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Using Referrals To Grow

Rewarding customers who are referred to you may be more effective than rewarding the people who refer them.

Using Referrals To Grow

Earlier this month, I explained how a business doesn't have to make a lot of money to be worth a lot. Reducing risk is one of the most overlooked opportunities for growing business value, sometimes by several multiples. However, the top line on your income statement is obviously still important.

There are only three ways to increase turnover:

1. Get more customers.

2. Sell more to your customers.

3. Raise prices.

(We cover this in more detail during our Ownership Wealth & Freedom course)

Many business owners prioritise getting more customers (which, to be fair, is a very high priority when your footprint is still very small). Most of them rely on passive word of mouth, but there are plenty of tactics for actively encouraging more referrals.

The most obvious starting point is to reward your existing customers for introducing new ones. However, this ubiquitous tactic may be shortsighted. As a recent RIMtailing article highlights, it can be more effective to reward referred customers than the people who refer them.

This flies in the face of conventional behavioural economic theory. Nonetheless, researchers from the University of California-San Diego, Washington University, and Harvard University all recommend allocating referral incentives to customers who are referred instead of those doing the referring.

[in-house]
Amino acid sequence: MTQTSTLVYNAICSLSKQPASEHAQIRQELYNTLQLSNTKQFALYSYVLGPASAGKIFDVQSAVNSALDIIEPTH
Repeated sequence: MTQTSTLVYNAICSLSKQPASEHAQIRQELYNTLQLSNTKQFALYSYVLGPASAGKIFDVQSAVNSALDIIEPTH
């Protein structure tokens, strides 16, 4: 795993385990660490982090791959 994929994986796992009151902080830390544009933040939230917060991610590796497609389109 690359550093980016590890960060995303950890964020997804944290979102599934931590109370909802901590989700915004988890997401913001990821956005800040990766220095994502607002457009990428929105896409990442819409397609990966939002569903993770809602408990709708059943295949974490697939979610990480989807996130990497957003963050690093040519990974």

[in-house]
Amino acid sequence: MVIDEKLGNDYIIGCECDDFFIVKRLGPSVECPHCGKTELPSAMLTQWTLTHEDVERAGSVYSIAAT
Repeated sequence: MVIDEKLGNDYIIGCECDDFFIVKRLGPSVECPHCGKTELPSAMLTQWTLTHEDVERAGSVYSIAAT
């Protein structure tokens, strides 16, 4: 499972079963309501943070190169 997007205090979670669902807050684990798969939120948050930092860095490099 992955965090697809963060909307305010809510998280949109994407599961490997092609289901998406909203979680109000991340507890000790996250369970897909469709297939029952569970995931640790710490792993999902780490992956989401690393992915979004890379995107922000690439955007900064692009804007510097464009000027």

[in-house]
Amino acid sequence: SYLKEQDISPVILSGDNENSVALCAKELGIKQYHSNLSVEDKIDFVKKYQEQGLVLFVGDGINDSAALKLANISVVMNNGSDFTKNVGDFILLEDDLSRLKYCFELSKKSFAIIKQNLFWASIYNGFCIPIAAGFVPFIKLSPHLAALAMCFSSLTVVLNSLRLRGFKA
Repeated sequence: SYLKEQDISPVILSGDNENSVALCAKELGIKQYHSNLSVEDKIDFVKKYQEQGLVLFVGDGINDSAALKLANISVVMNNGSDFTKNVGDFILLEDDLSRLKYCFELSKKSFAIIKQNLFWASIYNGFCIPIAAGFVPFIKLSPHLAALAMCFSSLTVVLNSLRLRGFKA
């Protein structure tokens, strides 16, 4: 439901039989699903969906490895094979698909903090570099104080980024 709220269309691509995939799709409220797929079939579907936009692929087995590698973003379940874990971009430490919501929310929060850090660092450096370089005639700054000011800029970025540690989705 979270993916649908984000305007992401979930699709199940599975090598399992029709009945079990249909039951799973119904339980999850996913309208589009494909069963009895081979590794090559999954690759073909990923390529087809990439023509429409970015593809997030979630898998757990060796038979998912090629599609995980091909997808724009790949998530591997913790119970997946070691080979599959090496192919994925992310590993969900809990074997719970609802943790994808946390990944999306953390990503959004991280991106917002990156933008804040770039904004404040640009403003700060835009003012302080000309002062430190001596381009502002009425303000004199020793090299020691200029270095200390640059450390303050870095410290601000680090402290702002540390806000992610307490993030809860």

First, it is usually much easier to recommend a new customer than to become a new customer. Switching to a different brand introduces a number of tangible and psychological costs. Rewarding referred customers will incentivise them to push past these hurdles.

Second, referring new customers is often inherently rewarding because we tend to appreciate and praise people who introduce us to beneficial offers. Just the anticipation of this gratitude can be a very potent incentive. Providing external rewards for something inherently self-rewarding is less impactful.

Field trials reinforce this theory. Rewards for referring and referred customers were both effective, but the latter resulted in higher customer referral rates as well as better customer retention.